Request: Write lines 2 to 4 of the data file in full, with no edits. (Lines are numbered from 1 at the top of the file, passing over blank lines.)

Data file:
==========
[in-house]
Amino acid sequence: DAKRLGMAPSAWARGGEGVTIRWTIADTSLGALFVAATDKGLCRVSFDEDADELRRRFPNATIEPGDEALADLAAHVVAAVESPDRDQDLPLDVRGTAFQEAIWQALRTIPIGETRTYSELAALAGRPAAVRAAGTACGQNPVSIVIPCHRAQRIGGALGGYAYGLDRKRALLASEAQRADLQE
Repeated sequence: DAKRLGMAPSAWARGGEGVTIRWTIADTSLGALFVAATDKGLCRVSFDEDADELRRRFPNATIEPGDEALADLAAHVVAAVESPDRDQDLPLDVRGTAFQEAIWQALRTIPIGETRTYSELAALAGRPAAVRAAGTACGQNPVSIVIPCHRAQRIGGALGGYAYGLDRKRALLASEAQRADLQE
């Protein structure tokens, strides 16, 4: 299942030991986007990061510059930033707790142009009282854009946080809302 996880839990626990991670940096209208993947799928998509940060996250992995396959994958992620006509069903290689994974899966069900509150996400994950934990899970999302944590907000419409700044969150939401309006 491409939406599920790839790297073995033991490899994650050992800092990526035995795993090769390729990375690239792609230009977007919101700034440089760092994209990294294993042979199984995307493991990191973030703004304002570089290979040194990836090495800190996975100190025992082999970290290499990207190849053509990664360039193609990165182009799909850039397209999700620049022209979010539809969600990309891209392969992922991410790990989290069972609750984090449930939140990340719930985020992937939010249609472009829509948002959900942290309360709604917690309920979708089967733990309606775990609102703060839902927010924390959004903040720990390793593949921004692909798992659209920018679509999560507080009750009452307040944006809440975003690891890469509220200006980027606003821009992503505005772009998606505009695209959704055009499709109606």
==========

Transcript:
Amino acid sequence: DAKRLGMAPSAWARGGEGVTIRWTIADTSLGALFVAATDKGLCRVSFDEDADELRRRFPNATIEPGDEALADLAAHVVAAVESPDRDQDLPLDVRGTAFQEAIWQALRTIPIGETRTYSELAALAGRPAAVRAAGTACGQNPVSIVIPCHRAQRIGGALGGYAYGLDRKRALLASEAQRADLQE
Repeated sequence: DAKRLGMAPSAWARGGEGVTIRWTIADTSLGALFVAATDKGLCRVSFDEDADELRRRFPNATIEPGDEALADLAAHVVAAVESPDRDQDLPLDVRGTAFQEAIWQALRTIPIGETRTYSELAALAGRPAAVRAAGTACGQNPVSIVIPCHRAQRIGGALGGYAYGLDRKRALLASEAQRADLQE
């Protein structure tokens, strides 16, 4: 299942030991986007990061510059930033707790142009009282854009946080809302 996880839990626990991670940096209208993947799928998509940060996250992995396959994958992620006509069903290689994974899966069900509150996400994950934990899970999302944590907000419409700044969150939401309006 491409939406599920790839790297073995033991490899994650050992800092990526035995795993090769390729990375690239792609230009977007919101700034440089760092994209990294294993042979199984995307493991990191973030703004304002570089290979040194990836090495800190996975100190025992082999970290290499990207190849053509990664360039193609990165182009799909850039397209999700620049022209979010539809969600990309891209392969992922991410790990989290069972609750984090449930939140990340719930985020992937939010249609472009829509948002959900942290309360709604917690309920979708089967733990309606775990609102703060839902927010924390959004903040720990390793593949921004692909798992659209920018679509999560507080009750009452307040944006809440975003690891890469509220200006980027606003821009992503505005772009998606505009695209959704055009499709109606």